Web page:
Proposed Indiana Senate Bill 285 Will Fence In Protesters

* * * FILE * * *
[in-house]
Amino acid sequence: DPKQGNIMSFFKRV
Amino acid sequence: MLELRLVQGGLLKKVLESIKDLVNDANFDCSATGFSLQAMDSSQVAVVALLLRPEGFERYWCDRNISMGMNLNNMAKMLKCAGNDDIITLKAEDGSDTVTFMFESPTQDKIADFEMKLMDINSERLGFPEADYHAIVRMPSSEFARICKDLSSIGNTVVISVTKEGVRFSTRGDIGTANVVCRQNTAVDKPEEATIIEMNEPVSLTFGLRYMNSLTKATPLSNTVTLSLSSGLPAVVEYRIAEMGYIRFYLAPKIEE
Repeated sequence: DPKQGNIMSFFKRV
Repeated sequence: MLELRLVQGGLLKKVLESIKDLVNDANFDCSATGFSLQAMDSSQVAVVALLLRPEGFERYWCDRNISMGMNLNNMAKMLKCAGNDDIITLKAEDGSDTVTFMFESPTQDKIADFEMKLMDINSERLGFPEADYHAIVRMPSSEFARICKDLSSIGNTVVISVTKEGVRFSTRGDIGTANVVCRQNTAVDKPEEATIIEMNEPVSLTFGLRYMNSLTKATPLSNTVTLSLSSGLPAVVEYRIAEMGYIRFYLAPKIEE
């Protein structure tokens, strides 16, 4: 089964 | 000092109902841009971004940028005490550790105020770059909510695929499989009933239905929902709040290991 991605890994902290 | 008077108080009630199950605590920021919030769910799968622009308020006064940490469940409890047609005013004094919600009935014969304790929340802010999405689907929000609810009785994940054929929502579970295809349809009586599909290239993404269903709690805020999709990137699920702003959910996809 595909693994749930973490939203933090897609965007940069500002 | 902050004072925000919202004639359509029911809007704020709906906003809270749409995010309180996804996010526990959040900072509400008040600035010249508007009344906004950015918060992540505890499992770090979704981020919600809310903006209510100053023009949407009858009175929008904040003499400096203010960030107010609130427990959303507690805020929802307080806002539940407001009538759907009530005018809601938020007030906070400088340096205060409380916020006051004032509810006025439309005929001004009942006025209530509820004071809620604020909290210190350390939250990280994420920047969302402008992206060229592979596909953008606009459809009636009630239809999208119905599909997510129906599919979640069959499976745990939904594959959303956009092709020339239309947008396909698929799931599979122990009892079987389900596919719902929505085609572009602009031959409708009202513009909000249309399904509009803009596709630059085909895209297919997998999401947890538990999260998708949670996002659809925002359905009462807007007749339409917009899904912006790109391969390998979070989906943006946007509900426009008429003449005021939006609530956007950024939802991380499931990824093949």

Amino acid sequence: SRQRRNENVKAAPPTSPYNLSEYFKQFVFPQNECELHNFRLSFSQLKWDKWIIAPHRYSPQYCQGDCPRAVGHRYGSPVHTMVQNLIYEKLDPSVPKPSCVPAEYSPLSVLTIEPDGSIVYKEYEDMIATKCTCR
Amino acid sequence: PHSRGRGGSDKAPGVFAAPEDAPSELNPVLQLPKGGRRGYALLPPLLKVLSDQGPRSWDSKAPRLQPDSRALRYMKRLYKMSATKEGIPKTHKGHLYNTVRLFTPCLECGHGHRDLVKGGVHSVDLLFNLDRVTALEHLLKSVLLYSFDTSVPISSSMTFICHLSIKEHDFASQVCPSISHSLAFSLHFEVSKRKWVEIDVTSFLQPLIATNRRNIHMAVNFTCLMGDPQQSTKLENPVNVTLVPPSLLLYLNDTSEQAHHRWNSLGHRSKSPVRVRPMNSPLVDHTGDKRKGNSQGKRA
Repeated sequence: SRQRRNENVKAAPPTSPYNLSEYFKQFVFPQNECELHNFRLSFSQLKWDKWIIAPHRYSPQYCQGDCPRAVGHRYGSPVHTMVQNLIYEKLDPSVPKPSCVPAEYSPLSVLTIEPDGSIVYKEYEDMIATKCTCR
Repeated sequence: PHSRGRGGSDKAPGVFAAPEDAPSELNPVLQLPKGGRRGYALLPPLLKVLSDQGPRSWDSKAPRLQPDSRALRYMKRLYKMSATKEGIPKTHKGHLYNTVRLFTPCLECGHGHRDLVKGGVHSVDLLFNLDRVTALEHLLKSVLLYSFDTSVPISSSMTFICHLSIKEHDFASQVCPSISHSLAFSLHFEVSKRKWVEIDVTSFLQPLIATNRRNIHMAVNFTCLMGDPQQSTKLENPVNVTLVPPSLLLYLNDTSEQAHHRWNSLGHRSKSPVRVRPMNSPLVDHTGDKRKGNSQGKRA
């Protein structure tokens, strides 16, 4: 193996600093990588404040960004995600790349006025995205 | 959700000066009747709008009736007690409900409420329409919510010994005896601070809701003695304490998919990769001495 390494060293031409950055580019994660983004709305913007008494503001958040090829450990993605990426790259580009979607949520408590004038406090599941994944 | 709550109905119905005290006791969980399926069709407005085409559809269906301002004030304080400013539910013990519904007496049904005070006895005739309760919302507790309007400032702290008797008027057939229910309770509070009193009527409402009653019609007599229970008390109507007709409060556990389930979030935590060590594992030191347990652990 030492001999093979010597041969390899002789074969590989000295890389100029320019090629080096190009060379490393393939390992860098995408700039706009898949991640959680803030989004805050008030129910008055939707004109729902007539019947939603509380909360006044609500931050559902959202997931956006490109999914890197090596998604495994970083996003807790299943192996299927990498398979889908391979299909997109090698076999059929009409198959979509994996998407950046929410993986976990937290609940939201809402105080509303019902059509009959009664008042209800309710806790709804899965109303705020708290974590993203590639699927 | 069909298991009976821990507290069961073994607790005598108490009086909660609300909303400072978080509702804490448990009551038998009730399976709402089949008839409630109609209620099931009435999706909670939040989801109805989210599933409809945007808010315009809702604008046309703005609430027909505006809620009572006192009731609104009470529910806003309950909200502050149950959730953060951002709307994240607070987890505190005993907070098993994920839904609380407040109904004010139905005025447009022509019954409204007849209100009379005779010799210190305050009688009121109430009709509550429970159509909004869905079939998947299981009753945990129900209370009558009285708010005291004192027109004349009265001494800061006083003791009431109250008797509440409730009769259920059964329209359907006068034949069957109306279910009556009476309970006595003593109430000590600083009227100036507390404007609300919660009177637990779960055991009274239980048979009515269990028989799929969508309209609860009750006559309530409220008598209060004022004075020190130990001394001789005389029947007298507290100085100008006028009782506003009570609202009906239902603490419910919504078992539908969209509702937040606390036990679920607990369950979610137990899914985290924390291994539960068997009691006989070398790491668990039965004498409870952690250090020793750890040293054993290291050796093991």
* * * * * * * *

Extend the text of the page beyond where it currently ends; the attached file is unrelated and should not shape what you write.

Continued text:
By Timothy McMahon (Rutgers Law Student) When a massive crowd of people takes to the streets marching for a cause it is breathtaking to behold, and could have a symbolic effect that can last generations. From the Selma Marches to The Million Woman March, the images and messages that emerged from these demonstrations have left lasting imprints on America’s history. It is natural that when protesters look at the best way to effectuate their message, they turn to these marches as examples and take their message to the streets. We have seen over the last few years activist groups such as Occupy Wall Street and Black Lives Matter do just that, by taking their fight to the streets. These protesters feel that by blocking traffic they are raising awareness for causes of social justice. Similar to the protesters who marched in those historic marches, today’s protesters hope that by taking to the streets they bring about social change. Several Republican State Legislatures have introduced bills in 2017 addressing these protesters who spontaneously demonstrate in the middle of streets. My home state of Indiana is one of such states to propose a version of this bill. The proposed bill, Senate Bill 285, states that a public official must after fifteen minutes of receiving news about a road blockage due to protesters blocking the roadway send all available law enforcement to remove the protesters by “any means necessary”. The sponsor of the bill, Senator Tomes, claims that the bill is designed to keep traffic flowing smoothly, keep the roads open for emergency services, and for commerce related reasons. Opponents claim this bill is designed chill political speech and also justifies the use of brutal police tactics. If this proposed bill passes and becomes law, it may be challenged as being unconstitutional. Time, place, and manner restrictions are constitutional, so long as they are content neutral, narrowly tailored, serve a significant government interest, and it leaves ample alternative channels for communication. Following this guideline, it is likely this proposed Indiana bill will likely pass constitutional muster. First the bill is content neutral, it does not specifically say certain groups or messages can protest in the street and certain groups or messages cannot. Second the bill serves a significant government interest, to promote the free flow of travel and prevent the disruption of emergency services are the stated government interest. The government could also state safety and disturbance of the peace as an interest as well. There have been several incidents that show protesters being mowed down by vehicles and fights erupting that would support a claim that safety and keeping the peace are significant government interests. This restriction leaves ample alternative channels for communication available to groups who protest. Courts have read alternative channels to mean other things including different channels and mediums of communication. An alternative does not need to be first choice of a way to communicat . In The City of Chicago v. Alexander, the court said that protesters being denied overnight stay at a park could come back the next day to protest, or take the protests to the sidewalks right outside the park, or any number of different things. The proposed bill is designed only to prevent spontaneous protests in the street. Protesters may still take their cause to the local park or to the sidewalk without any quarrel, or as Senator Tomes claims that groups that want to hold a demonstration in the streets should apply for permits in advance in order to so. While permits requiring advance notice that follow time, place, and manner restrictions are generally deemed constitutional, courts have created a way out for spontaneous demonstrations to circumvent these usual restrictions. A permit or ordinance must allow for some alternative for expression for “fast breaking” events. If there are no alternative form of expression or exception to these permits or ordinances for these fast breaking events, then these notice requirements may place a heavy restriction on freedom of speech. “Spontaneous expression may be vital to a speaker’s message because a spontaneous event expressing a viewpoint on a topical issue will almost inevitably attract more participants and more press attention, and generate more emotion, than the “same” event 30 days later,” Doyle v. Commissioner, New Hampshire Department of Recourses and Economic Development. A general outright ban on spontaneous demonstrations in public spaces are also deemed to overly infringe on protester’s freedom of speech. The state will argue that there are plenty of alternative ways to get the message out there including sidewalks and parks. Opponents of the bill will claim that their message losses the same effect by not taking in to the streets. Would the Selma Marches and the other famous marches have had the same social impact as they did if they been force to a park or had to be on the sidewalk? In the protester’s view, blocking traffic is essential for their protests to be effective. That being said the general population has a right to move freely, and police usually do not violate the protester’s first amendment rights by arresting them for impeding others from traveling or entering into public places. Plainly speaking, protesters do not have a first amendment right to block vehicles or pedestrians. If there is a fatal flaw with this bill, it could be argued that it does not provide an alternative for fast breaking events. If the Indiana Legislature would like this bill not to be struck down, they would be wise to add a sentence or two that would make it clear that the officers are to move the protesters to an appropriate place or another alternative place where they could demonstrate. This proposed bill would likely satisfy the final requirement, in being narrowly tailored. It does not appear to be overbroad by including more speech than is required to achieve their legitimate government interests. It is also worth noting that “any means necessary” would not mean that police could use brutal tactics. The police would still be subject to the fourth amendment excessive force laws as they were laid out in Graham v. Connor. In conclusion, this bill is likely to pass intermediate scrutiny for the time, place and manner restrictions. That being said, there are still questions on whether it provides an alternative channel or an exception for spontaneous demonstrations.